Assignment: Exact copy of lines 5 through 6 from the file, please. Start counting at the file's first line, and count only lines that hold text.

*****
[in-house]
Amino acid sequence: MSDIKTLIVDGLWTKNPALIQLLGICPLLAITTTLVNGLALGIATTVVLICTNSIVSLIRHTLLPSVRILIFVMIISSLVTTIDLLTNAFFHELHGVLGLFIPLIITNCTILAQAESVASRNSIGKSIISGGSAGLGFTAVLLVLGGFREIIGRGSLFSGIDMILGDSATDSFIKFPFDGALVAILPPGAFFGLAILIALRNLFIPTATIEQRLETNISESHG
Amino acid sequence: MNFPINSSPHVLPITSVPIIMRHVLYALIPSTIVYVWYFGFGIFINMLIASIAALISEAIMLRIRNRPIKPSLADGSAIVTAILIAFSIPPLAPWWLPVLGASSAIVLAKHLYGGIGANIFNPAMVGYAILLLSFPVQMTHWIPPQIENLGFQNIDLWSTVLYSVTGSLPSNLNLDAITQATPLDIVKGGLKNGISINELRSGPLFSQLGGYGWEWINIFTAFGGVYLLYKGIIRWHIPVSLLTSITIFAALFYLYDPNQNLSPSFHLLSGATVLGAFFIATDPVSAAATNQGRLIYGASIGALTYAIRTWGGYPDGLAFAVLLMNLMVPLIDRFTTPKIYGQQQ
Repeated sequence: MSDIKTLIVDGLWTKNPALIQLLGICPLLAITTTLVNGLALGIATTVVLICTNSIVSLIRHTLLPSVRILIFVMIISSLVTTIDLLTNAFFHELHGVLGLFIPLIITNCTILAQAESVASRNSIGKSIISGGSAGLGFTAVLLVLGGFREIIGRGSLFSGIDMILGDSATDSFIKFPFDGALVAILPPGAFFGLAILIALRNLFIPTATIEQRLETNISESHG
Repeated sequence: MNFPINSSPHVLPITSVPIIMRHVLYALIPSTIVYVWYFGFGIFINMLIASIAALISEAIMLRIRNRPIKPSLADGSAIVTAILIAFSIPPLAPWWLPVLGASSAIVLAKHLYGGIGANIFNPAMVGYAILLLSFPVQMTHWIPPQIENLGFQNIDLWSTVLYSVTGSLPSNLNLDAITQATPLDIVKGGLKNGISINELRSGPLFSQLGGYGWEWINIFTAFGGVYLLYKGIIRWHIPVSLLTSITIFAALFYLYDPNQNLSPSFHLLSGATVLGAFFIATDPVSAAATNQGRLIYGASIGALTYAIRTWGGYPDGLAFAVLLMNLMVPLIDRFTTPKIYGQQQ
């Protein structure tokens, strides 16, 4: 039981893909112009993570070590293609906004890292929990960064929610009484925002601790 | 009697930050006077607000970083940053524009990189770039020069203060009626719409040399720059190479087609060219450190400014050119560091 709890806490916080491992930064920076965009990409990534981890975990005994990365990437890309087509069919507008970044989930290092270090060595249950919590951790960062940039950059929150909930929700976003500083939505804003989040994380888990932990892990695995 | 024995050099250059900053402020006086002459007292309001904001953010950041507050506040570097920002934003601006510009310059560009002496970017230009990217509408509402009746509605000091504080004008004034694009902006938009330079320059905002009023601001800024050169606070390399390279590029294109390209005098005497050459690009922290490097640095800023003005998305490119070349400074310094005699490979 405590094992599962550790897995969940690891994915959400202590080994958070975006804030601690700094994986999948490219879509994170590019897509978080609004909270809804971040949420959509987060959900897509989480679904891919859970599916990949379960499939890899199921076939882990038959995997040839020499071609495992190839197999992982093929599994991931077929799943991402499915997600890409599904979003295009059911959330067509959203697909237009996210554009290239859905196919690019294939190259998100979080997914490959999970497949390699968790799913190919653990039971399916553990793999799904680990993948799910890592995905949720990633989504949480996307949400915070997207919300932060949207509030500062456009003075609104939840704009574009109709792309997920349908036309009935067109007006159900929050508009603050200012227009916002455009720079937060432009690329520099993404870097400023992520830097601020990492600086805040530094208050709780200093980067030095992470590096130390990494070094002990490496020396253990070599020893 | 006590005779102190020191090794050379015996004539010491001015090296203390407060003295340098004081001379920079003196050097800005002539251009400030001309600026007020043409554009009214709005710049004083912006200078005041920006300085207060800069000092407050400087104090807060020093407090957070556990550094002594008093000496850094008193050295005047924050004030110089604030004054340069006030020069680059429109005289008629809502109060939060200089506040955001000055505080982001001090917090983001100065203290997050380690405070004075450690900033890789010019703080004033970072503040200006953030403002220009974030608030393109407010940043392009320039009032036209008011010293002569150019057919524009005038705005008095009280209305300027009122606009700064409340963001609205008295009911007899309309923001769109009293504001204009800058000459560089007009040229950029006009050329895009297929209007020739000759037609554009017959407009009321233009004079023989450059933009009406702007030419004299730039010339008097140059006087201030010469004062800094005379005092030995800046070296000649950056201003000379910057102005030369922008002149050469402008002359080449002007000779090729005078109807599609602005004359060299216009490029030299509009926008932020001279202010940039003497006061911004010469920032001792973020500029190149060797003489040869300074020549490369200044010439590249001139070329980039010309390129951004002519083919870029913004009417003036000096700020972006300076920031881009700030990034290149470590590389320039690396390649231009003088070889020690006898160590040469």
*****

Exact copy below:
Repeated sequence: MNFPINSSPHVLPITSVPIIMRHVLYALIPSTIVYVWYFGFGIFINMLIASIAALISEAIMLRIRNRPIKPSLADGSAIVTAILIAFSIPPLAPWWLPVLGASSAIVLAKHLYGGIGANIFNPAMVGYAILLLSFPVQMTHWIPPQIENLGFQNIDLWSTVLYSVTGSLPSNLNLDAITQATPLDIVKGGLKNGISINELRSGPLFSQLGGYGWEWINIFTAFGGVYLLYKGIIRWHIPVSLLTSITIFAALFYLYDPNQNLSPSFHLLSGATVLGAFFIATDPVSAAATNQGRLIYGASIGALTYAIRTWGGYPDGLAFAVLLMNLMVPLIDRFTTPKIYGQQQ
């Protein structure tokens, strides 16, 4: 039981893909112009993570070590293609906004890292929990960064929610009484925002601790 | 009697930050006077607000970083940053524009990189770039020069203060009626719409040399720059190479087609060219450190400014050119560091 709890806490916080491992930064920076965009990409990534981890975990005994990365990437890309087509069919507008970044989930290092270090060595249950919590951790960062940039950059929150909930929700976003500083939505804003989040994380888990932990892990695995 | 024995050099250059900053402020006086002459007292309001904001953010950041507050506040570097920002934003601006510009310059560009002496970017230009990217509408509402009746509605000091504080004008004034694009902006938009330079320059905002009023601001800024050169606070390399390279590029294109390209005098005497050459690009922290490097640095800023003005998305490119070349400074310094005699490979 405590094992599962550790897995969940690891994915959400202590080994958070975006804030601690700094994986999948490219879509994170590019897509978080609004909270809804971040949420959509987060959900897509989480679904891919859970599916990949379960499939890899199921076939882990038959995997040839020499071609495992190839197999992982093929599994991931077929799943991402499915997600890409599904979003295009059911959330067509959203697909237009996210554009290239859905196919690019294939190259998100979080997914490959999970497949390699968790799913190919653990039971399916553990793999799904680990993948799910890592995905949720990633989504949480996307949400915070997207919300932060949207509030500062456009003075609104939840704009574009109709792309997920349908036309009935067109007006159900929050508009603050200012227009916002455009720079937060432009690329520099993404870097400023992520830097601020990492600086805040530094208050709780200093980067030095992470590096130390990494070094002990490496020396253990070599020893 | 006590005779102190020191090794050379015996004539010491001015090296203390407060003295340098004081001379920079003196050097800005002539251009400030001309600026007020043409554009009214709005710049004083912006200078005041920006300085207060800069000092407050400087104090807060020093407090957070556990550094002594008093000496850094008193050295005047924050004030110089604030004054340069006030020069680059429109005289008629809502109060939060200089506040955001000055505080982001001090917090983001100065203290997050380690405070004075450690900033890789010019703080004033970072503040200006953030403002220009974030608030393109407010940043392009320039009032036209008011010293002569150019057919524009005038705005008095009280209305300027009122606009700064409340963001609205008295009911007899309309923001769109009293504001204009800058000459560089007009040229950029006009050329895009297929209007020739000759037609554009017959407009009321233009004079023989450059933009009406702007030419004299730039010339008097140059006087201030010469004062800094005379005092030995800046070296000649950056201003000379910057102005030369922008002149050469402008002359080449002007000779090729005078109807599609602005004359060299216009490029030299509009926008932020001279202010940039003497006061911004010469920032001792973020500029190149060797003489040869300074020549490369200044010439590249001139070329980039010309390129951004002519083919870029913004009417003036000096700020972006300076920031881009700030990034290149470590590389320039690396390649231009003088070889020690006898160590040469």